Then we have—some people say he is highly respected—Minister for Finance Senator Mathias Cormann. He signed a lease over a building which crossbench Senator Bob Day owned. That was against the Department of Finance's advice. Why? We'll probably never know. Then Barnaby Joyce, the minister for agriculture, relocates an entire department to his electorate with no compelling reason. This is a real beauty. There's more to come on this one. Liberal MP Stuart Robert went to China to seal a deal between the Chinese government and a millionaire donor to the Liberal Party. The Australian Hotels and Hospitality Association regularly figures in things going on with unsavoury aspects of political donations and fundraising. The Australian Hotels and Hospitality Association paid $45,000 to the Menzies 200 Club. That's a fundraising vehicle for the member for Menzies, Kevin Andrews. What was Mr Kevin Andrews doing at the same time? He was personally developing the government's gambling policy. I'm not saying it's money in paper bags, but, gee, it's getting pretty close.

On Labor's side, Senator Sam Dastyari was state secretary when New South Wales Labor accepted donations from a black-market tobacco importer—tobacco! I suppose it was 10 years ago, but there was all that song and dance and the fine statements made when Mark Latham said, 'We won't take any money from tobacco importers and tobacco companies.' Then Senator Pauline Hanson put her face and party logo on a plane that was gifted by a property developer, and One Nation travelled the country in this plane—a plane which was never declared. How do you get away with that? Is it because you're a senator and because we don't have a corruption watchdog? We've got a big problem here and we've got to name it. Then Brickworks to donated hundreds of thousands of dollars, before the election, to the Liberals and were awarded a multi-million-dollar government contract from a clean energy scheme after the program had been closed down. Again, how does that come about? We just don't know the fine details—and we don't know the fine details because we don't have a means to investigate them.

Coming back to this report, the Greens did have hopes that this committee would make a strong recommendation which would go some way to restoring trust and confidence in democratic institutions. I fessed up that I was feeling cynical, but still there was a flicker of hope—but that flicker of hope crumbled. The committee's report notes that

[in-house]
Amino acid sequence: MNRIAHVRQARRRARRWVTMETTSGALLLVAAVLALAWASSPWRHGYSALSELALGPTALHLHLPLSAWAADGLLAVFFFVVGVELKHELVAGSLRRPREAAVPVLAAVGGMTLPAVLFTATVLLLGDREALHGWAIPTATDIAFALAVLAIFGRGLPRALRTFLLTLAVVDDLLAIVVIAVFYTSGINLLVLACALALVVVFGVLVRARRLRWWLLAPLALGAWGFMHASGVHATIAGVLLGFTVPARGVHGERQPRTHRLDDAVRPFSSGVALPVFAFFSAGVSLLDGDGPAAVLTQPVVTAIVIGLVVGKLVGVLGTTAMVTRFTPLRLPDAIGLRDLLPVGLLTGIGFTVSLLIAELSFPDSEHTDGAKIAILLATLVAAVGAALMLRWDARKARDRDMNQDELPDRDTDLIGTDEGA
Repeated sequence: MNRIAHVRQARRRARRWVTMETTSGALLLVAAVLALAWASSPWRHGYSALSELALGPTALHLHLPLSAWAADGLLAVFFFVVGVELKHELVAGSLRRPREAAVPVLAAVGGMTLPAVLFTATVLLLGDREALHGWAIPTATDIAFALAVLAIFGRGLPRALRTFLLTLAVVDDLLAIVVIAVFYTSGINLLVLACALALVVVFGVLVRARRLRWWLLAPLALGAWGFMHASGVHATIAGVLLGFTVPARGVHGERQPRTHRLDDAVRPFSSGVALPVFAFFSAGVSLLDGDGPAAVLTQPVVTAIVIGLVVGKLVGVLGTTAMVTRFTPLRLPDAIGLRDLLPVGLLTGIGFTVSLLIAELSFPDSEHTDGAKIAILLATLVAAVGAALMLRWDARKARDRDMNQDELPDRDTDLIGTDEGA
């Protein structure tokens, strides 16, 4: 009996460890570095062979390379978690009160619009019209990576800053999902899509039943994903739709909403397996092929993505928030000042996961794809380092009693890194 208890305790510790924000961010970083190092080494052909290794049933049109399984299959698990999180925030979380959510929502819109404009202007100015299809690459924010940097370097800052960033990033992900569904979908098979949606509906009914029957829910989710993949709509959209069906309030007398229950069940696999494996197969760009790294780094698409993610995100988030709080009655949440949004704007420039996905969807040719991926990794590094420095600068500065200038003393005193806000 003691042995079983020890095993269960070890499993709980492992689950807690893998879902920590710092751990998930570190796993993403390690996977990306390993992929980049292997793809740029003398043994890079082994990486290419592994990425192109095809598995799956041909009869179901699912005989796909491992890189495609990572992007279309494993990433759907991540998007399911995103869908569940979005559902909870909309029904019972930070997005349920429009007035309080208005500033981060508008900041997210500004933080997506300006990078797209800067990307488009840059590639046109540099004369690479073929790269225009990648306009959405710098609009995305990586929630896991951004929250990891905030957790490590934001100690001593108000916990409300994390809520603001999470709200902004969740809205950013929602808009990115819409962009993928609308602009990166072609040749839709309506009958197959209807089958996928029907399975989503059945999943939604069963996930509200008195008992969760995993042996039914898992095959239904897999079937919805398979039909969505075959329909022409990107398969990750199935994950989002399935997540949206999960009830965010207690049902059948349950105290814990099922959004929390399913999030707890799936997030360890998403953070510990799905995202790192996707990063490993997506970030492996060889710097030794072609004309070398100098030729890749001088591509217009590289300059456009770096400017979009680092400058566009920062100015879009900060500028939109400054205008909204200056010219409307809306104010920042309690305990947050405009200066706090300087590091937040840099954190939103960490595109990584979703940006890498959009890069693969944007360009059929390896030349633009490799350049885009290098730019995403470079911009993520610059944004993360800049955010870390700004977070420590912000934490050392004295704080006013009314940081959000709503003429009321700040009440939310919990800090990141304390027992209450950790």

… Commonwealth agencies struggled to explain to the committee how their individual roles and responsibilities inter-connect to form a seamless Commonwealth government-wide approach to integrity and corruption issues.

I give emphasis to that. We've had this debate many times in this place, brought on by the Greens, about the need for a national integrity commission—a national anti-corruption watchdog. One of the arguments given is: 'We have all these government bodies and they're already dealing with it.' And there's the evidence:

… Commonwealth agencies struggled to explain to the committee how their individual roles and responsibilities inter-connect …

They don't. It doesn't work. We don't have what we need at a federal level.

To call our existing measures a framework is grossly misleading. Why? Because there are people in this place who want to keep the status quo, who want to keep it as it is. It's 2017! This can't continue! It is really sick, and we've all got to take responsibility for what is going on. It has gone on for too long. There's been little coordination in strategy in the current approach. Transparency International has argued that:

The Commonwealth’s present arrangements are the result of decades of largely uncoordinated developments in administrative law, criminal law and public sector management, together with political accident.

The Australia Institute said:

… there are gaps in our current integrity system, with no body currently able to investigate systemic corruption at a parliamentary or ministerial level.

That makes me really ashamed. The New South Wales ICAC had come in before I began in the New South Wales parliament, but I can tell you that people are proud of it—they really are. Yes, it's been watered down, and we need to fight to get it back to what it was, but they're proud that we have it. What do we have here? Ongoing scandals—that's what we have—and ongoing scandals will continue. Sadly, it'll be the scandals that will drive us, eventually, to have a national anti-corruption watchdog if the senators and the MPs in this place don't have the courage to come together, take a bipartisan, tripartisan, cross-party approach and set up a national anti-corruption commission. It's overdue. The time is now to set it up.